It was the dream of Nicola Tesla to transmit energy wirelessly from a remote power station to homes and factories around the world. While the technology still does not exist to transmit high amounts of power over long distances, we can certainly transmit power wirelessly over shorter distances.
In this tutorial, we will build a wireless power transmitter and receiver that can transmit enough power to charge a 3.7V battery.
How Wireless Power Transmission Works
In a wireless power transmitter, incoming power is converted to a high frequency oscillating signal. This oscillating current is then sent to a wire coil. Electric current flowing through a wire loop generates a magnetic field, so the oscillating current creates a pulsating magnetic field around the transmitting coil.
The power receiver has another wire coil, which picks up the magnetic field from the transmitter when placed near it. Since a varying magnetic field generates an electrical current in a wire loop, the transmitted magnetic field is converted to an electric current in the receiving coil.
How to Build the Power Transmitter
Here is the schematic for a simple wireless power transmitter:
The oscillator is created from the resonant frequency of the tuned tank circuit made up of L1 and the parasitic capacitance of the transistor (several thousand pF).
The frequency of the oscillator can be calculated using this formula:
L: Inductance of L1
C: Parasitic capacitance of the transistor
Wire coil L1 can be made by wrapping 20 turns of magnet wire on an 11 cm diameter former. The center tap should be added in the middle at turn 10. This will give an inductance of about 80uH, which will resonate with the parasitic capacitance of the transistor at about 260kHz.
Potentiometer R2 varies the current to the transistor, which changes the effective capacitance and results in the ability to shift the oscillator frequency slightly. We can use this to tune the output frequency to match the resonant frequency of the receiving coil and thus improve the efficiency of power transmission.
When powered with a 12V power supply, the transmitter circuit draws 1A of current, so the power output is 12V * 1A = 12W.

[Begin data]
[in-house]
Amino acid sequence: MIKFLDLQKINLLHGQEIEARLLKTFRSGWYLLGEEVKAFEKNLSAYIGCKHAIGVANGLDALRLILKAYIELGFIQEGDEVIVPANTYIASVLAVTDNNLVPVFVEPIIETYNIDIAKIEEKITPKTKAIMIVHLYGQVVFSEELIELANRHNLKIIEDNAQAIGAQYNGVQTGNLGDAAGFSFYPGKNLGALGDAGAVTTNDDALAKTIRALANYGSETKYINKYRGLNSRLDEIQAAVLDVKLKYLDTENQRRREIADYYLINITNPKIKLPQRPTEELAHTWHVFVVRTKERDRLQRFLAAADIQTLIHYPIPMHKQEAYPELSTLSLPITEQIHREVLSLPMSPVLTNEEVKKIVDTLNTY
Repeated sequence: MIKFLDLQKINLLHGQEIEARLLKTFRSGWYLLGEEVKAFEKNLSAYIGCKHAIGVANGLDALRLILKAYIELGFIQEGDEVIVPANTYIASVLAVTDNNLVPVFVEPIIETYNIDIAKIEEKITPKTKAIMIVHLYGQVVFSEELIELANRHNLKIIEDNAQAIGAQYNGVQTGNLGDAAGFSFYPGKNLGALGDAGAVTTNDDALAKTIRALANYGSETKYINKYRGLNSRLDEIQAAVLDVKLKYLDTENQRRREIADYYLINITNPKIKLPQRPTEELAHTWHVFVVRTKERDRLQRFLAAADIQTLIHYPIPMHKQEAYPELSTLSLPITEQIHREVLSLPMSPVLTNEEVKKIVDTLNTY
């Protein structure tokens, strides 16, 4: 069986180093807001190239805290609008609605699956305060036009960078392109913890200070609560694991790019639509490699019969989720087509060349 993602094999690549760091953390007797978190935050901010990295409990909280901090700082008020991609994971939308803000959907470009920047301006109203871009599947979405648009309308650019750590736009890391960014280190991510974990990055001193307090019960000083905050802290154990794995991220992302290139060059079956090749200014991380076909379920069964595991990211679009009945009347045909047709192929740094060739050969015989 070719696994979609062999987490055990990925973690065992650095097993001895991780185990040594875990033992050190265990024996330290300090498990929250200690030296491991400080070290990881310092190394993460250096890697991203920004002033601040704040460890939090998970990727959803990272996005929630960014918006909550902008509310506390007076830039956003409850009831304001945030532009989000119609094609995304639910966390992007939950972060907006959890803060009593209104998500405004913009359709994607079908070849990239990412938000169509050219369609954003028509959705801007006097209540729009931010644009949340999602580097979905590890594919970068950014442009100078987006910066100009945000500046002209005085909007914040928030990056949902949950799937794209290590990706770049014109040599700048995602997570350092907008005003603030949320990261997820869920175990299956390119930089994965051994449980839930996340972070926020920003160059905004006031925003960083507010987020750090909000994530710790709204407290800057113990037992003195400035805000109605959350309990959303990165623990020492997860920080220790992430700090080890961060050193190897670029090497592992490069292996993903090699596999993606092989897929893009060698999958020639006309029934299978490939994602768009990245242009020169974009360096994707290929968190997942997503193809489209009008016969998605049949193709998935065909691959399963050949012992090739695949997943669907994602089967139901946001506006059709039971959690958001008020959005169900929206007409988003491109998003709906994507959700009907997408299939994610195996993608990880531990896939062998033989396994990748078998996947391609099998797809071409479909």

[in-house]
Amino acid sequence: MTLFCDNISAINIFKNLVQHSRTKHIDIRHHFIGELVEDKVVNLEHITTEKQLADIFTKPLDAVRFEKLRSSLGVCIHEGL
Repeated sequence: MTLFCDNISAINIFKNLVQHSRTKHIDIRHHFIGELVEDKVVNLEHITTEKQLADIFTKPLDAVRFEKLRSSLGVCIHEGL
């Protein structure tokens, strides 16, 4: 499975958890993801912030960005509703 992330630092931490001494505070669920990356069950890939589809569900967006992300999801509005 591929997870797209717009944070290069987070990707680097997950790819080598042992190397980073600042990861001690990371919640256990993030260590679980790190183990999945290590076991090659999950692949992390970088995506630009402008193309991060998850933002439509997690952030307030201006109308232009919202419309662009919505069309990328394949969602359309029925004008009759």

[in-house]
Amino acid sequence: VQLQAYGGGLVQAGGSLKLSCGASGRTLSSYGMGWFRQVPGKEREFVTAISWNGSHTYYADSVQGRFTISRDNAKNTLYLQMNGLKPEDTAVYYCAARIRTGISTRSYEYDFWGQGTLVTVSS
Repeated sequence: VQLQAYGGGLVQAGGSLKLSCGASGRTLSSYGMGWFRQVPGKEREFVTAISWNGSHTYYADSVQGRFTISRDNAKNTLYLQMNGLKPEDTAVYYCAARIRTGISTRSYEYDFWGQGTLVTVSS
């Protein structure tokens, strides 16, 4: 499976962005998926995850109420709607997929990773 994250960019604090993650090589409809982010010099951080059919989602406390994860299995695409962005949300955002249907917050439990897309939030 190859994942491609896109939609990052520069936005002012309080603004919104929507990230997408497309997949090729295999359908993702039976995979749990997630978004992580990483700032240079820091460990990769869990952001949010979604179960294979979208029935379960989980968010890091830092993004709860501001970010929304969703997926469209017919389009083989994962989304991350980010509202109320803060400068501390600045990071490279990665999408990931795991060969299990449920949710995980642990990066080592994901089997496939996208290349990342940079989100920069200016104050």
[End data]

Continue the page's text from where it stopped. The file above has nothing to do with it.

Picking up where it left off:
How to Build the Receiver
Here is the schematic for a wireless power receiver circuit:
The coil (L1) can be made by wrapping 18 turns of magnet wire around an 11 cm former. The center tap should be added in the middle at turn 9.
When the transmitting coil and receiving coil are placed close to each other and tuned for resonance with potentiometer R2, the LED on the receiver should light up to show that power is being transferred.
After analyzing the receiver circuit, I found that the LED had about 2.3V across it and about 20mA current flowing through it. The power in the LED can be calculated with this equation:
W = V * A
W: the power (in Watts)
V: the voltage (in Volts)
A: the current (in Amps)
So the power in my LED is:
W = 2.3V * 20mA
W = 46mW
Considering the power transmitter was outputting 12W, the efficiency of this system is only 0.046W / 12W = 0.38%.
Now we can see why Nicola Tesla’s ideas still have a long way to go!
Adding a Battery Charger
Although the efficiency of wireless power transmission is low, sometimes the benefits of having a device that can be charged wirelessly outweigh the power consumption costs.
This project will allow a power receiving device to operate from a 3.7V lithium battery. When the receiving coil is placed near the transmitting coil, the battery will be charged with a TP4056 Li-ion battery charger module.
Here is the circuit schematic:
Although the dream of kilowatts of power arriving in your home wirelessly has not yet materialized, there are many other uses for wireless transmissions. The most important of these are the abiltiy to charge devices wirelessly without the need for charging cables.
If you have any questions about this project, be sure to leave a comment below!